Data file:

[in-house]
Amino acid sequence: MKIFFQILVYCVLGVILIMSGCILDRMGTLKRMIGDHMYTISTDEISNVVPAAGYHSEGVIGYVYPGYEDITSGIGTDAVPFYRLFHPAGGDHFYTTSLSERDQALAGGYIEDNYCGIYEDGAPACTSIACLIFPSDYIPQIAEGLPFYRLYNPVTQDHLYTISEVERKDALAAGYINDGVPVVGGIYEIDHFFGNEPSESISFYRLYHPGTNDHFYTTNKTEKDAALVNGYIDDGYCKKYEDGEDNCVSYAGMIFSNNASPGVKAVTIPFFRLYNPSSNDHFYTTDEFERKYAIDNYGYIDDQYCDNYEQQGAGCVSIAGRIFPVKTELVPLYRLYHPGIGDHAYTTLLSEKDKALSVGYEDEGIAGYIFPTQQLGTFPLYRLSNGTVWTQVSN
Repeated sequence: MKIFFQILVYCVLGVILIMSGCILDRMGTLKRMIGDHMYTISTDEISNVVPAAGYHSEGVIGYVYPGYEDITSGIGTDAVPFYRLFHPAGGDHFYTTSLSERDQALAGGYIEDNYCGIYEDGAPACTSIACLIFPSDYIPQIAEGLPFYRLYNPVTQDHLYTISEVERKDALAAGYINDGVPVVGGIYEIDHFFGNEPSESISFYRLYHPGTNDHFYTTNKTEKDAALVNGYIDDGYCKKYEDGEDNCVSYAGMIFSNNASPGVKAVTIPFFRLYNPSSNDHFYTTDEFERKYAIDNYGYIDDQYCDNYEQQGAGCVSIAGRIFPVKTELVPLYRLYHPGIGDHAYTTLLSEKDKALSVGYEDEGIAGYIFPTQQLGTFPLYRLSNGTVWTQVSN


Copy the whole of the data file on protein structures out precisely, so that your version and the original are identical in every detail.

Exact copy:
[in-house]
Amino acid sequence: MKIFFQILVYCVLGVILIMSGCILDRMGTLKRMIGDHMYTISTDEISNVVPAAGYHSEGVIGYVYPGYEDITSGIGTDAVPFYRLFHPAGGDHFYTTSLSERDQALAGGYIEDNYCGIYEDGAPACTSIACLIFPSDYIPQIAEGLPFYRLYNPVTQDHLYTISEVERKDALAAGYINDGVPVVGGIYEIDHFFGNEPSESISFYRLYHPGTNDHFYTTNKTEKDAALVNGYIDDGYCKKYEDGEDNCVSYAGMIFSNNASPGVKAVTIPFFRLYNPSSNDHFYTTDEFERKYAIDNYGYIDDQYCDNYEQQGAGCVSIAGRIFPVKTELVPLYRLYHPGIGDHAYTTLLSEKDKALSVGYEDEGIAGYIFPTQQLGTFPLYRLSNGTVWTQVSN
Repeated sequence: MKIFFQILVYCVLGVILIMSGCILDRMGTLKRMIGDHMYTISTDEISNVVPAAGYHSEGVIGYVYPGYEDITSGIGTDAVPFYRLFHPAGGDHFYTTSLSERDQALAGGYIEDNYCGIYEDGAPACTSIACLIFPSDYIPQIAEGLPFYRLYNPVTQDHLYTISEVERKDALAAGYINDGVPVVGGIYEIDHFFGNEPSESISFYRLYHPGTNDHFYTTNKTEKDAALVNGYIDDGYCKKYEDGEDNCVSYAGMIFSNNASPGVKAVTIPFFRLYNPSSNDHFYTTDEFERKYAIDNYGYIDDQYCDNYEQQGAGCVSIAGRIFPVKTELVPLYRLYHPGIGDHAYTTLLSEKDKALSVGYEDEGIAGYIFPTQQLGTFPLYRLSNGTVWTQVSN